• CD – This account locks up a set amount of savings for a specific amount of time. The benefit is that you’ll earn a fixed amount of interest for that term that’s usually a bit higher than a traditional savings account. However, if you need to withdraw the money early, you will likely have to pay penalties.

Where to apply for a bank account

You’re probably used to seeing a bank on every street corner, but in addition, you can open a bank account online or with a credit union.

  • Bank – Some people choose a small community bank for the convenience and community feel, or you might opt for a big-name banking institution, which will have branches all over the country.
  • Online – Traditional banks sometimes offer online accounts, and there are also some online-only banking institutions. An online bank account sometimes has the benefit of higher interest rates since there is not as much overhead.
  • Credit union – These institutions are member-owned, cooperative institutions, and they are not-for-profit. Typically, you might find better terms and rates, but you sometimes need some sort of affiliation to join (such as through your employer, local organization or church).

What to look out for when opening a bank account

Like any other financial decision, you want to make sure you’re getting the best value from your banking accounts.

  • Fees – “There’s no question, fees can eat you alive,” said Steve Azoury, owner of Azoury Financial in Troy, Mich. He said to pay attention to charges for going below a minimum balance, monthly service charges and fees for ATM transactions.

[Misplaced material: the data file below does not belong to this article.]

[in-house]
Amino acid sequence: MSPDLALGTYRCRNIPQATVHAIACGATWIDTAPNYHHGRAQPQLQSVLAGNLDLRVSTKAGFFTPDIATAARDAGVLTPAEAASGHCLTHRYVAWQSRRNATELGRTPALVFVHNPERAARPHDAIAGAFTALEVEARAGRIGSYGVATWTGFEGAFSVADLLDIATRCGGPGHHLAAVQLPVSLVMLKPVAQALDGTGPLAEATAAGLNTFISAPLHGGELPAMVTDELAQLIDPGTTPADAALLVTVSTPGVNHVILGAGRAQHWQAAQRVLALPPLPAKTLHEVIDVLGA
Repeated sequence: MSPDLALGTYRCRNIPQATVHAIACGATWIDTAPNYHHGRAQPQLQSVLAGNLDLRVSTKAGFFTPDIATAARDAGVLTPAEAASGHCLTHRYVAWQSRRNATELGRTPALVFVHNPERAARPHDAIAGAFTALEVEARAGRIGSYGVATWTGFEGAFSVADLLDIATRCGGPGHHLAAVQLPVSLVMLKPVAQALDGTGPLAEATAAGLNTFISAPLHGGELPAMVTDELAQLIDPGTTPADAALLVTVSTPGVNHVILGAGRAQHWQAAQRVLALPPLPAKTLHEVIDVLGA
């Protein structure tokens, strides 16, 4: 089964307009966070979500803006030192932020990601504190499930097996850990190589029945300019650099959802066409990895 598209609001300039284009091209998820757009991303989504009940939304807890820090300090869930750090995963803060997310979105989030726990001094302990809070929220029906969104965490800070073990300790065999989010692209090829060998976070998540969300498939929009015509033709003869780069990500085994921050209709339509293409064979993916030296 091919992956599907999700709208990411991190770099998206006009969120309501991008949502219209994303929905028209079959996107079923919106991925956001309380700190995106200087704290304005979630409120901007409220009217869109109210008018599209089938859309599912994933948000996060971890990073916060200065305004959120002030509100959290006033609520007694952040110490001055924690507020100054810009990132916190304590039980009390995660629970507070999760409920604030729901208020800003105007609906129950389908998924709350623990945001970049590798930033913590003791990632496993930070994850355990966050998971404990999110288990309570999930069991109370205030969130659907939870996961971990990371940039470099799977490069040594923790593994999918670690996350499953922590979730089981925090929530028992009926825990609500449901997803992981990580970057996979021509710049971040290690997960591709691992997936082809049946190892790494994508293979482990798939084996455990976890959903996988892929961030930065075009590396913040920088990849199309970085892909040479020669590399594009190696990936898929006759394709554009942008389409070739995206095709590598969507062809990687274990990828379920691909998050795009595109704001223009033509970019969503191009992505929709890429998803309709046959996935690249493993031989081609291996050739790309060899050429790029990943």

• Interest rates – Rates are generally on the very low side these days, so any slight differences between banks might be negligible. You might shop around more if you’re looking into a CD or money market account, however, since those accounts are intended to help you earn a bit more.
  • Security features and fraud alerts – Bigger banks are putting more and more security measures in place to protect your account, said Azoury. So if you’re considering a smaller bank, and that’s a big concern for you, ask for details.
  • FDIC – The Federal Deposit Insurance Corporation is an independent government agency that insures bank accounts up to $250,000 in the event that the bank fails. In short, you want to make sure you choose an FDIC-insured bank.
  • Online banking, apps and bill pay options – If you’re someone who wants to make check deposits by snapping a photo with your smartphone or automate all of your bills, you’ll want to find out about the bank’s app and digital services.

What to do after your bank account is open

Keep tabs on your account. Get in the habit of checking your account online or by phone. You can also set up alerts and notifications to keep you informed when transactions are made. And be sure to carefully inspect your monthly statements to make sure everything is correct.

Understand the bank’s policies. Each bank is slightly different when it comes to things like overdrawn accounts or when deposits clear, so be aware of your bank’s specific policies.

Opening a bank account is a simple process once you decide the type of account you need and which bank you want to do business with. Once you’re ready, gather your paperwork, get that cash out of your mattress and enjoy your new account.